Pushing me to get out of my comfort zone. When I was a kid I wanted to be an actor. When I got into high school I wanted to be in the school play. When I told my dad I wanted to act he replied, “You can’t act.” I was crushed. He was usually my advocate. But because I was a shy girl and never liked to put myself out there I guess he thought it was a pipe dream. So I took that lack of faith and made it my goal to prove him wrong. I ended up not only being in the play, but being the female lead. And guess who was in that audience every single night of performance? And with a camcorder to boot.
I could go on and on about all the things Dad taught me. How to gas up and start a lawn mower. How to use an old bed sheet to rake leaves on and dispose of lawn waste. How to do a proper cannonball. How to play “Chopsticks” on the piano. And I could go on and on about all the things he tried to teach me that just did not compute. Using the weed-eater. Math beyond 4th grade. The proper way to pack a car trunk. How to dive.
I hope he knows how much his presence in my childhood and into mid-adulthood means to me. A lot of other kids weren’t and aren’t so fortunate. And I know I don’t tell him enough.
Thank you Dad for not only teaching me things but for being present along the way. You were there for me even when I did stupid stuff. You held my hand and let me know you did dumb things too and everything would be okay.
Happy Father’s Day, Dad. I love you.
Yesterday while stepping outside the office to the parking lot I caught a whiff of some kind of dry brush percolating its arid scent in the late spring warmth. It immediately transported me back to 1989. To a sandy and rooted path towards the Mediterranean sea. I looked down at my feet and couldn’t believe I had really gone on that trip all those years ago. Seems like an eternity. The girl who traveled there had freckles and bushy brown hair and a wondering mind. I still have the freckles and a matured version of that mind so it must have been me.
I love how smells take you to places and evoke memories in an instant. In the midst of everyday life we step back and take a deep inhale through the honker and relive a moment as if it were right at our feet.
Take oranges for another example. That smell of freshly sliced citrus transports me back to an even earlier time. To childhood and the kitchen counter and the oranges stacked in a bowl during Christmastime. It is always Christmas when I smell an orange. And now the citrus fruits lining my lanai swell and ripen in wintertime.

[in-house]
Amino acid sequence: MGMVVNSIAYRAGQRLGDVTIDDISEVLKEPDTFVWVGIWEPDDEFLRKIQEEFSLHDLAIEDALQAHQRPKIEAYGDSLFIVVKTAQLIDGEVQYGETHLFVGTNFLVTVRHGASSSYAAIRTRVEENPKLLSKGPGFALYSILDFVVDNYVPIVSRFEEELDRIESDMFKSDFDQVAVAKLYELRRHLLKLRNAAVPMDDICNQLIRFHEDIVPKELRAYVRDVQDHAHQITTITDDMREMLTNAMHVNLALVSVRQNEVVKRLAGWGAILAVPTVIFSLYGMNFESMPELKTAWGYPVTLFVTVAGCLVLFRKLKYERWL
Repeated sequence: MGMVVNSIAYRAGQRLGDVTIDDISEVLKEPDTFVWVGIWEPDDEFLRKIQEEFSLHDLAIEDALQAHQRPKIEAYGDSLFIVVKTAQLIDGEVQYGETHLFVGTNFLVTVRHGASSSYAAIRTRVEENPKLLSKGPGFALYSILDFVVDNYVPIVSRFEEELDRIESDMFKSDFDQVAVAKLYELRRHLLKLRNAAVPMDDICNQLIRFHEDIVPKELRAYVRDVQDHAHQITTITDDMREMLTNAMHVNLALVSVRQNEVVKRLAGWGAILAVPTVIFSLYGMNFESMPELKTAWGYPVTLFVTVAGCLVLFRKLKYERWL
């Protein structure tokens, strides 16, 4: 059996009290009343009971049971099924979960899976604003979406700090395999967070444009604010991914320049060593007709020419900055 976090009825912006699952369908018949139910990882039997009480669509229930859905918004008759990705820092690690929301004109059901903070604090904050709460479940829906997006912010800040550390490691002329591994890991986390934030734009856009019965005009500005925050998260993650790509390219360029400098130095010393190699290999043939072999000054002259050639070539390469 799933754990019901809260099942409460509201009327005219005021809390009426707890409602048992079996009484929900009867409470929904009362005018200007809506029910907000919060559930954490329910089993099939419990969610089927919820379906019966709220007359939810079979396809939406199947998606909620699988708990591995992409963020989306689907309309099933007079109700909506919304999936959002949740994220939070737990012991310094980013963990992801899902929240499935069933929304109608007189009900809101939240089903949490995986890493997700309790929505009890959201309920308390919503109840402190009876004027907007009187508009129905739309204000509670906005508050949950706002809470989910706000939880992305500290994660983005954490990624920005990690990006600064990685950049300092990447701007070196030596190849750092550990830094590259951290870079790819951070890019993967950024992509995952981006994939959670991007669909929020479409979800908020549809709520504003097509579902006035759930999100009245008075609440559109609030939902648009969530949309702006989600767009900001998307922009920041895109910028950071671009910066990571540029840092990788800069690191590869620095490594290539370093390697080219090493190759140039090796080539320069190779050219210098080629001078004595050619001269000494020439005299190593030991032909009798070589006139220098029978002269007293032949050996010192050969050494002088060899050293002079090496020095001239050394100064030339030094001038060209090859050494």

Fresh cut grass reminds me of Tennessee summers and my dad and my brother and the aggravation then prideful relief when the yard work was finished.
Decaying leaves and burning wood always remind me of fall and Halloween. The beginning of school days. Trick-or-treating. Playing in piles of orange and red and brown fallen oak and maple. Writing somber poetry.
Curry and coriander bring forth memories of Christmas Eve and our now decade-long family tradition of enjoying an Indian feast before driving around to see all the neighborhood holiday lights.
Instant coffee and tobacco– my grandparent’s house. Powder soap and crayons– elementary school. Soft, sweet Petunia– my mother’s garden. Aveeno Eczema Therapy lotion– my son’s infancy. Rain– lazy summer days and escaping to shelter. Cinnamon– all the good memories ever all wrapped into one.
Last night I stared down at my feet after a good jog on the causeway. The terrain underneath reminded me of that path to the Mediterranean sea and the desert of the Australian Outback and all the places I’ve been and seen and experienced. It’s still a bit of a shock how much I’ve done. The smell of the salty, shelly gulf wafted around me and I smelled not a memory but a presence. I was home. And alive in the present with all the memories of the past in my brain waiting for the frontal lobe to spark the temporal and let me relive them again, if only for a time.
That golden orb
lay down so eloquently
the bottom of it
pulled down by the sea
or perhaps the rotation
of the earth
that which we cannot see
And I shared a bench
with an old man
who did not speak
But I heard his heart
when his eyes were alight
We took in the moment
each of us our own thoughts
dreams hopes desires
Sunset by the sea
I gave gratitude
for you and me
for spirit peace equality
A couple lay in each other’s arms
a family played joyfully
mother and son
daddy and baby
a circle of souls
three women late in their years
a wet-eared puppy
That golden orb
not a backdrop
but the focus of the moment
holding us all together
to bask in its enjoyment